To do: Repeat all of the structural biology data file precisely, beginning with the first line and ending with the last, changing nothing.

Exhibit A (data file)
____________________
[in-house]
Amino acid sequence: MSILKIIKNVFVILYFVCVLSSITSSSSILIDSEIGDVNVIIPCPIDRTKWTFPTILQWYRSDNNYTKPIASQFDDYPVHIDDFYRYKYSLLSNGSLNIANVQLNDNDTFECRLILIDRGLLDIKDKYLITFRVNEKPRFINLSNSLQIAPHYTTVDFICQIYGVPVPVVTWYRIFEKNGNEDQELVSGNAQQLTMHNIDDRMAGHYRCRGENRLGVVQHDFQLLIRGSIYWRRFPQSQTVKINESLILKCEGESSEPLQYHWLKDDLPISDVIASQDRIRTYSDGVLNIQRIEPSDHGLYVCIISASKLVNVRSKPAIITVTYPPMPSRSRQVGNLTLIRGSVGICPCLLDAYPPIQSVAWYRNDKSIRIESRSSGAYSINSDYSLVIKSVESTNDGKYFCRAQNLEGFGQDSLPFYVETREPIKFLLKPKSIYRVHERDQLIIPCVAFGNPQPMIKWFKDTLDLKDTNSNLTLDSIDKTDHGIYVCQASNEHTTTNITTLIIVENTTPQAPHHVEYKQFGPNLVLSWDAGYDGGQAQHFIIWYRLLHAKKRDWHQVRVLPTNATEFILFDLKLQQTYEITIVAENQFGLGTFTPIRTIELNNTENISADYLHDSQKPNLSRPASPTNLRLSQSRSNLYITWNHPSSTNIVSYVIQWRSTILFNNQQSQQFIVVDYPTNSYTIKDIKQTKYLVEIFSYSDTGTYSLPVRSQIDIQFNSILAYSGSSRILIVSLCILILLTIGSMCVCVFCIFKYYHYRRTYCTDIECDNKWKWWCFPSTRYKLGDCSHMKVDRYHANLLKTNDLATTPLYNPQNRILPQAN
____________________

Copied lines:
[in-house]
Amino acid sequence: MSILKIIKNVFVILYFVCVLSSITSSSSILIDSEIGDVNVIIPCPIDRTKWTFPTILQWYRSDNNYTKPIASQFDDYPVHIDDFYRYKYSLLSNGSLNIANVQLNDNDTFECRLILIDRGLLDIKDKYLITFRVNEKPRFINLSNSLQIAPHYTTVDFICQIYGVPVPVVTWYRIFEKNGNEDQELVSGNAQQLTMHNIDDRMAGHYRCRGENRLGVVQHDFQLLIRGSIYWRRFPQSQTVKINESLILKCEGESSEPLQYHWLKDDLPISDVIASQDRIRTYSDGVLNIQRIEPSDHGLYVCIISASKLVNVRSKPAIITVTYPPMPSRSRQVGNLTLIRGSVGICPCLLDAYPPIQSVAWYRNDKSIRIESRSSGAYSINSDYSLVIKSVESTNDGKYFCRAQNLEGFGQDSLPFYVETREPIKFLLKPKSIYRVHERDQLIIPCVAFGNPQPMIKWFKDTLDLKDTNSNLTLDSIDKTDHGIYVCQASNEHTTTNITTLIIVENTTPQAPHHVEYKQFGPNLVLSWDAGYDGGQAQHFIIWYRLLHAKKRDWHQVRVLPTNATEFILFDLKLQQTYEITIVAENQFGLGTFTPIRTIELNNTENISADYLHDSQKPNLSRPASPTNLRLSQSRSNLYITWNHPSSTNIVSYVIQWRSTILFNNQQSQQFIVVDYPTNSYTIKDIKQTKYLVEIFSYSDTGTYSLPVRSQIDIQFNSILAYSGSSRILIVSLCILILLTIGSMCVCVFCIFKYYHYRRTYCTDIECDNKWKWWCFPSTRYKLGDCSHMKVDRYHANLLKTNDLATTPLYNPQNRILPQAN